It’s funny; I’ve answered that question so many times about short stories and novels. The answer is sort of the same here: I like both. It’s refreshing to go from one to the other, but it also takes a certain adjustment. I tried to write a short story in a hurry while I was finishing The Apothecary, and I completely failed. It wasn’t a short story. It sounded like the beginning of a YA novel, because that was the muscle I’d been exercising, and that was the muscle that was strong.
Your brother Colin is also releasing a novel for young readers this fall (Wildwood, HarperCollins/Balzer + Bray). Growing up, was yours a writing family? Did you write as kids?
We were definitely a reading family, and read all the time. I wrote endless, twelve-page letters to friends who lived in other places, and that was my first experience writing to entertain someone else. I would write the letters in band class, against the music stand, which should tell you something about how well I play the flute. And I wrote book reports to get a bike when I was ten, which I wrote about last weekend for the Times
I wrote one short story when I was about thirteen. It had a big party in it, and a love triangle, and a terrible betrayal. So it wasn’t entirely off track from what I’d write later. But I didn’t write fiction again until my last year of college, when my thesis advisor suggested I try writing short stories and it instantly felt like what I wanted to do.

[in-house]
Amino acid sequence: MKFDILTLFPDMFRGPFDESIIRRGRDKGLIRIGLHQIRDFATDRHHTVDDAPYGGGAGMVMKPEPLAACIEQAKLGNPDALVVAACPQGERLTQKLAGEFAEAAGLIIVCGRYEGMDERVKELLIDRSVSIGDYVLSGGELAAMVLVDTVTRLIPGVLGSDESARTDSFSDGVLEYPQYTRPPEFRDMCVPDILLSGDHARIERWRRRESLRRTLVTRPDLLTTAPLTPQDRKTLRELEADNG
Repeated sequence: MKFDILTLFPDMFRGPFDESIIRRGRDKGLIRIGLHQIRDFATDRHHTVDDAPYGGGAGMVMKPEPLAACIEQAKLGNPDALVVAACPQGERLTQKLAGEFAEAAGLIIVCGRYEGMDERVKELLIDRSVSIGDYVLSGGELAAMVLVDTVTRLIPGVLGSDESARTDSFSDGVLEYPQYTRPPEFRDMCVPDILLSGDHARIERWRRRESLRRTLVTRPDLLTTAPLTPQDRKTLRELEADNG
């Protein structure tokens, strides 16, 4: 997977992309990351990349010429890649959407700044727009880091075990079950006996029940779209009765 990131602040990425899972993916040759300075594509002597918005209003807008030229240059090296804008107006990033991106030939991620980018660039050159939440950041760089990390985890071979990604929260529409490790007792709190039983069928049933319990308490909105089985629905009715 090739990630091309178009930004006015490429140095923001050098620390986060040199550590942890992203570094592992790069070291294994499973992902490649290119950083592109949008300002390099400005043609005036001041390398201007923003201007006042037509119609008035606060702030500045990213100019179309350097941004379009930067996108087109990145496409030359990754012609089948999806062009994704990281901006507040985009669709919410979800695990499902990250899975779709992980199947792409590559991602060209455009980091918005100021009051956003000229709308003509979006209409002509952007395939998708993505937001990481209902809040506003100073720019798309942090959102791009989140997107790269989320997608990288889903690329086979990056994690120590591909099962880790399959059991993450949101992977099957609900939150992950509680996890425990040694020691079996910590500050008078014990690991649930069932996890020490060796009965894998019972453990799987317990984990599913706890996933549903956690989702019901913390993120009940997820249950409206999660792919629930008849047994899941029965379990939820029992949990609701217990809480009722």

Will you and Colin be doing any book signings or other publicity together? Perhaps something in your hometown?
Yes, we’re doing an event in Helena, Montana, where we grew up, at the Holter Art Museum, which coincidentally has a show of our grandfather’s pottery in one of the galleries, including a few pieces he did with his brother. Which is kind of nice.
What other kinds of publicity will you be doing to support The Apothecary?
I’m doing a bookseller dinner tour and just did the first one, which was an enormous pleasure. I love booksellers. They’re the most passionate readers. And I’m doing bookstore events, and school visits. The book is coming out in Australia first, in September, and I’m going on book tour there with Ann Patchett, which will make it so much easier and so much more fun. She’s going for State of Wonder, of course. It would be great if all book tours were with a friend. Because Colin and Carson [illustrator Carson Ellis, who is also Colin’s wife] wrote and illustrated their book together, they have a co-book-tour built-in for Wildwood, it’s brilliant.
I know that The Apothecary is still fresh out of the oven, so to speak, but have you jumped into any other projects yet? What are you working on now?
Halfway through writing The Apothecary, I started itching to work on a grown-up book, but I knew I couldn’t just stop and switch over, so I started doing research about the setting for the new book. I think I did too much research, and overwhelmed myself with real facts, because when I sat down to start writing, I wrote 4 pages and stalled out. Then I started playing around with the idea of a sequel to The Apothecary, and where Janie and Benjamin might be, and I wrote 40 pages. So again, that’s the muscle that’s strong. And I just talked to my first group of kids and they were very persistent about wanting to know exactly when a sequel would be published. So that’s what I’m going with for now.
The Apothecary by Maile Meloy, illus. by Ian Schoenherr. Putnam, $16.99 Oct. ISBN 978-0-399-25627-1